And fill all fruit with ripeness to the core;
To swell the gourd, and plump the hazel shells
With a sweet kernel; to set budding more,
And still more, later flowers for the bees,
Until they think warm days will never cease,
For Summer has o'er-brimm'd their clammy cells.

2.
Who hath not seen thee oft amid thy store?
Sometimes whoever seeks abroad may find
Thee sitting careless on a granary floor,
Thy hair soft-lifted by the winnowing wind;
Or on a half-reap'd furrow sound asleep,
Drows'd with the fume of poppies, while thy hook
Spares the next swath and all its twined flowers:
And sometimes like a gleaner thou dost keep
Steady thy laden head across a brook;
Or by a cyder-press, with patient look,
Thou watchest the last oozings hours by hours.

3.
Where are the songs of Spring? Ay, where are they?
Think not of them, thou hast thy music too,—
While barred clouds bloom the soft-dying day,
And touch the stubble-plains with rosy hue;
Then in a wailful choir the small gnats mourn
Among the river sallows, borne aloft
Or sinking as the light wind lives or dies;
And full-grown lambs loud bleat from hilly bourn;
Hedge-crickets sing; and now with treble soft
The red-breast whistles from a garden-croft;
And gathering swallows twitter in the skies.

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9 comments:

  1. You shame me. I remember so little from my undergrad English Lit classes. I remember the quirks of the profs more than the content they foisted upon us.

    I will say that I, too, found the romantic poets to be tedious, but their poetry was so easy to understand that I put up with them. Easy to get an "A." ;-)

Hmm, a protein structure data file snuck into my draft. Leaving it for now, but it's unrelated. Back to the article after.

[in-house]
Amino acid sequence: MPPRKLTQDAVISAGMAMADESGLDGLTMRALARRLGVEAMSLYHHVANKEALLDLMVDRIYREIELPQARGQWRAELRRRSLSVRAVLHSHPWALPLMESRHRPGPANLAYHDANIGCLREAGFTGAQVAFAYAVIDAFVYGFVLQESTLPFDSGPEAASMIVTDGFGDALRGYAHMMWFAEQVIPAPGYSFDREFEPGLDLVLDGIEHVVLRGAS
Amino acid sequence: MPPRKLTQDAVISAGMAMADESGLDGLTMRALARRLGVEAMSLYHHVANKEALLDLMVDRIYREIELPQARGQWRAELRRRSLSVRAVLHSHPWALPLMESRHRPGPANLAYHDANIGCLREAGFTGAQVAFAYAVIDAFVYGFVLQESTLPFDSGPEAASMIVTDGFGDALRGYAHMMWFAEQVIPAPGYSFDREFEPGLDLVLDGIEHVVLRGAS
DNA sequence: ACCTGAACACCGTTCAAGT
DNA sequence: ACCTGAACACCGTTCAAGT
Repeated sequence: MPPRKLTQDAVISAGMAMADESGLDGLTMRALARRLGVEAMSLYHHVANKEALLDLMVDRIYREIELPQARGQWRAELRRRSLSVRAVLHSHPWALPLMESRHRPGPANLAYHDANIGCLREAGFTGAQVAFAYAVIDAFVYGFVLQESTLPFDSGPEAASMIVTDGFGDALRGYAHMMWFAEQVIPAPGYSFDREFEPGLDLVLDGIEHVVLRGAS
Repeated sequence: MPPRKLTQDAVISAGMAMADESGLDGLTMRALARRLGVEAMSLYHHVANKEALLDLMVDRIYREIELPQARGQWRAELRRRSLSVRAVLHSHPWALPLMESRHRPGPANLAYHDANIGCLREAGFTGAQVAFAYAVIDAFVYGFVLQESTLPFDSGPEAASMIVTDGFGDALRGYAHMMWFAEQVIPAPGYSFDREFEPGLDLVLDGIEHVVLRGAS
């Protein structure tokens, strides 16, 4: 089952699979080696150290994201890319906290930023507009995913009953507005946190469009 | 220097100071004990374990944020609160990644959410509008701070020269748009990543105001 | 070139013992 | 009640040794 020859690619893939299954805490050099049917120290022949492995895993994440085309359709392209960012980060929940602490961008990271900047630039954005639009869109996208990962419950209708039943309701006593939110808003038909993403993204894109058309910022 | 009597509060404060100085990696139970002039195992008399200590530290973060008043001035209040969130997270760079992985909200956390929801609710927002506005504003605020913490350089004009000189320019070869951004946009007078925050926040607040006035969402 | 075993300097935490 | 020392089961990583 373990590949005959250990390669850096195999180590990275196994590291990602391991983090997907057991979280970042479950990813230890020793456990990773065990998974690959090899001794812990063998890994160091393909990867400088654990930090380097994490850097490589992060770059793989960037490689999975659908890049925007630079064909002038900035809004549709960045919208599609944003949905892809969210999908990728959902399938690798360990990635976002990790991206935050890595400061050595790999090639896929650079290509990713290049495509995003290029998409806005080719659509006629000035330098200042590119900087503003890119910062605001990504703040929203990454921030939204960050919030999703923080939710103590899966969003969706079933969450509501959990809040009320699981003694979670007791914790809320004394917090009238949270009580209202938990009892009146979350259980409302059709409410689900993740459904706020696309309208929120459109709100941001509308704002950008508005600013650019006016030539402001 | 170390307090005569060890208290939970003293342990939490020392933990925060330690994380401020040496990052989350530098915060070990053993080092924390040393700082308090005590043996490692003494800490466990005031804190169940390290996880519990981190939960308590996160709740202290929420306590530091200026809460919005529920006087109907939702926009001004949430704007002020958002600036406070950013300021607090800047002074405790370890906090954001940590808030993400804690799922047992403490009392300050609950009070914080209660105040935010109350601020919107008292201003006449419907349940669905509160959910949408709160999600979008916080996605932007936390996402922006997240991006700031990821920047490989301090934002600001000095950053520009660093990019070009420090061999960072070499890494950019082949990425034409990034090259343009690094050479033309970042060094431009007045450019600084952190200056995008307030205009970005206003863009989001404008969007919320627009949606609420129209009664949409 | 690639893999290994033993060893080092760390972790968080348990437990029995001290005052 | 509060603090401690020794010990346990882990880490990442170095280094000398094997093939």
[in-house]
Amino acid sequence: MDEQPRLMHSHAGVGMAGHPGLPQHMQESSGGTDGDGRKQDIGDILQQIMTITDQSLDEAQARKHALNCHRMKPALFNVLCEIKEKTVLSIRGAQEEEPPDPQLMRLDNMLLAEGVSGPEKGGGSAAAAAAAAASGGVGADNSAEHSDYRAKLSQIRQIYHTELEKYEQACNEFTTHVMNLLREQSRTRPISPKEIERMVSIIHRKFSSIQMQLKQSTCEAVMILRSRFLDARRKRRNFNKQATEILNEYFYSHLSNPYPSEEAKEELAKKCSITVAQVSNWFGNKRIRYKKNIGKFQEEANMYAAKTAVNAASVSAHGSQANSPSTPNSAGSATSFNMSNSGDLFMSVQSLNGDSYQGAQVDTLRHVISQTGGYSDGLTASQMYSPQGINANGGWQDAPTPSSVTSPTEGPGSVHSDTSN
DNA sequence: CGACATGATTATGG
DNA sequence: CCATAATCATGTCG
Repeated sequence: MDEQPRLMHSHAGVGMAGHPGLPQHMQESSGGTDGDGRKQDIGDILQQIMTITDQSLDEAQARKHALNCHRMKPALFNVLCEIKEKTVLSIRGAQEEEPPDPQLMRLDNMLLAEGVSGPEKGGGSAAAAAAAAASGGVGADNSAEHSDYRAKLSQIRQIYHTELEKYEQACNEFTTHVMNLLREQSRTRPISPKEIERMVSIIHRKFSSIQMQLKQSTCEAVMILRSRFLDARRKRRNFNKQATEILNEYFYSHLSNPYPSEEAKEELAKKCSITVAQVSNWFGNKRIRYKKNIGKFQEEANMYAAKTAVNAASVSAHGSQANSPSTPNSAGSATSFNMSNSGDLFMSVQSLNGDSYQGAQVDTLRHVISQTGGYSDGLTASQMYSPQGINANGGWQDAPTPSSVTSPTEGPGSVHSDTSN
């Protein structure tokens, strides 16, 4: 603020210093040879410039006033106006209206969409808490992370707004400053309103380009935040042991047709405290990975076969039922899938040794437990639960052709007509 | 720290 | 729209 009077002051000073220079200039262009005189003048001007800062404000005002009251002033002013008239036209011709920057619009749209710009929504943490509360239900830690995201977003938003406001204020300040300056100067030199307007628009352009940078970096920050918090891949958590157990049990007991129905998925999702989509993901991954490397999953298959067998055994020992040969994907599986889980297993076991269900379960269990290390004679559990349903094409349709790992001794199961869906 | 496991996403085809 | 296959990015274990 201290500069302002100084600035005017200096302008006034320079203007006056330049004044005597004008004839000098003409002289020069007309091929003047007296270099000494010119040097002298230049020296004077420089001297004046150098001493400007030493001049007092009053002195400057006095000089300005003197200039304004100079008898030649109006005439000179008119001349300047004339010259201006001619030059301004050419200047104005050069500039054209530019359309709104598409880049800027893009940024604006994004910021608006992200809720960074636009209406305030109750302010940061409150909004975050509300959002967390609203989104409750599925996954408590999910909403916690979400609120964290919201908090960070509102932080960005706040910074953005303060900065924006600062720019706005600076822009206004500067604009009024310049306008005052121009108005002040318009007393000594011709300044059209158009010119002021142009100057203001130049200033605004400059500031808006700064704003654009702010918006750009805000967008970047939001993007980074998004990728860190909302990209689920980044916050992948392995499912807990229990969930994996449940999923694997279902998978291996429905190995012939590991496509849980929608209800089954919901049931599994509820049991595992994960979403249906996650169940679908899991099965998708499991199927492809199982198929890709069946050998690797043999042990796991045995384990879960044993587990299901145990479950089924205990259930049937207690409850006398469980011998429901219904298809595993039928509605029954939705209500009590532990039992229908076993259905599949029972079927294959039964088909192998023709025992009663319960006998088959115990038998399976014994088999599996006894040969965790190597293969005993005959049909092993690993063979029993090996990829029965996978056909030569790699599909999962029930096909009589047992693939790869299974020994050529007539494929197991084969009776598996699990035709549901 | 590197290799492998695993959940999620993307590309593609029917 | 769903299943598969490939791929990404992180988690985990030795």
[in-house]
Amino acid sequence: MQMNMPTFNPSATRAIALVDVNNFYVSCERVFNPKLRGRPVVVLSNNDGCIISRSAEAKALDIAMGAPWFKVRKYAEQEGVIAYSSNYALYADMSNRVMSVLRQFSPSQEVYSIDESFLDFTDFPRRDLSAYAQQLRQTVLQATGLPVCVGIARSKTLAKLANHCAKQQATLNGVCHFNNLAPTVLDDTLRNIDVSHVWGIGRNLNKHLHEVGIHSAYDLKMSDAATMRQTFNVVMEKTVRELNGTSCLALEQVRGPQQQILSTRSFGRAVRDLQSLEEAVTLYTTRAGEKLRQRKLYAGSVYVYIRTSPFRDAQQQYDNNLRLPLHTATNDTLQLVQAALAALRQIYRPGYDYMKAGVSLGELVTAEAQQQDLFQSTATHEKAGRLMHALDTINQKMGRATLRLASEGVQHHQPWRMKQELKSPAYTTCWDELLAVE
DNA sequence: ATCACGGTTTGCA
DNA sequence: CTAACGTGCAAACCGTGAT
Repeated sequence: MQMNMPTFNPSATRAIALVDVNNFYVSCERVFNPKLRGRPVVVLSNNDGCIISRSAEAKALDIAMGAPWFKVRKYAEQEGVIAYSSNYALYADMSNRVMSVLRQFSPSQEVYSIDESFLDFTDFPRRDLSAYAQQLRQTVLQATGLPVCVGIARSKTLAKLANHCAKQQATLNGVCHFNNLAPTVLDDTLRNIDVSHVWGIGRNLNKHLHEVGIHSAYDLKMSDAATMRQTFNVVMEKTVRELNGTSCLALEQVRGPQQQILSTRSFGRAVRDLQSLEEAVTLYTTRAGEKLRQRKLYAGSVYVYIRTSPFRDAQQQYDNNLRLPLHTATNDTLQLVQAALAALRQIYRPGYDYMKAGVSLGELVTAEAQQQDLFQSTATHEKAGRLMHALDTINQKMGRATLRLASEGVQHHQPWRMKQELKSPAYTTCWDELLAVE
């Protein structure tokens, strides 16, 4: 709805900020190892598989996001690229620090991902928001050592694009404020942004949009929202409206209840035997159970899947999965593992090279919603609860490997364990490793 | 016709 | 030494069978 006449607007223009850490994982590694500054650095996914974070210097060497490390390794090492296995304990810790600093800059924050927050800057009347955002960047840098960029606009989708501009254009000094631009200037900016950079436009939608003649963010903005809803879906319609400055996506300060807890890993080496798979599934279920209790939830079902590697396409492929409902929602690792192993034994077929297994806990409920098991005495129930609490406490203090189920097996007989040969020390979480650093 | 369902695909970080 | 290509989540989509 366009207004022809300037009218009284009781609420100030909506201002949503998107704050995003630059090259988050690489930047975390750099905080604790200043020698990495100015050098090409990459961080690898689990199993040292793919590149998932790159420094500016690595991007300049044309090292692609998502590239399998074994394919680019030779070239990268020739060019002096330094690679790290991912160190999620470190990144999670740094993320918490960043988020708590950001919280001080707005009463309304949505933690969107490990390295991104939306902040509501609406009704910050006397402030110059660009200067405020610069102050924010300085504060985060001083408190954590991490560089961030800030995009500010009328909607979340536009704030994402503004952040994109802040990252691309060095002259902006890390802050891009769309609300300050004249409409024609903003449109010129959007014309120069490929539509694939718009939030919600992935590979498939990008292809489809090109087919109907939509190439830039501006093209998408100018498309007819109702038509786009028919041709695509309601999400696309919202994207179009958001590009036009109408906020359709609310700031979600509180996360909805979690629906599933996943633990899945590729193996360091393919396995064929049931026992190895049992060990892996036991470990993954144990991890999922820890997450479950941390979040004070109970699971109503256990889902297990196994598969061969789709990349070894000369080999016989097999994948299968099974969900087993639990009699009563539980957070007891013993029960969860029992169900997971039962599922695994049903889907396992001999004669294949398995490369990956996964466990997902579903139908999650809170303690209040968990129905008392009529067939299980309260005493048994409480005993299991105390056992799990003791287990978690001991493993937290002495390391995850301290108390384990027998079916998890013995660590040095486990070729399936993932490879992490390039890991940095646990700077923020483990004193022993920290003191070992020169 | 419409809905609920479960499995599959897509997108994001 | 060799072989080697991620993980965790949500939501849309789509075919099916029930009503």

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  2. Oh gosh, I do remember well falling in love with a subject, a poem or a story. The one I remember the most was James Joyce, The Dubliners, which absolutely captured my heart. Thank you for sharing this beautiful poem, and your remembrance of that specific day in your life.

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  3. J@jj.com--Truly, it was my pleasure.
    I have several colleagues who are equally enthralled with Joyce's "The Dubliners" and have passed the passion on to students, who are charmed completely by it. I suppose it's time I actually read the thing myself, once and for all, rather than bits and pieces, commentary and criticism. Better late than never!

    Also, I value your opinion and take to heart our similar tastes in so many things; I am not going to be surprised when I like it too.

    Ally Bean--I think you misread me. I loved my Romantic Poetry class and, despite my slight irritation at a couple of the poets, I to this day love the Romantics and their work, generally. It was a body of writing that had such an outpouring of emotion and expression of nature's gifts, and the use of imagery is sometimes quite breathtaking.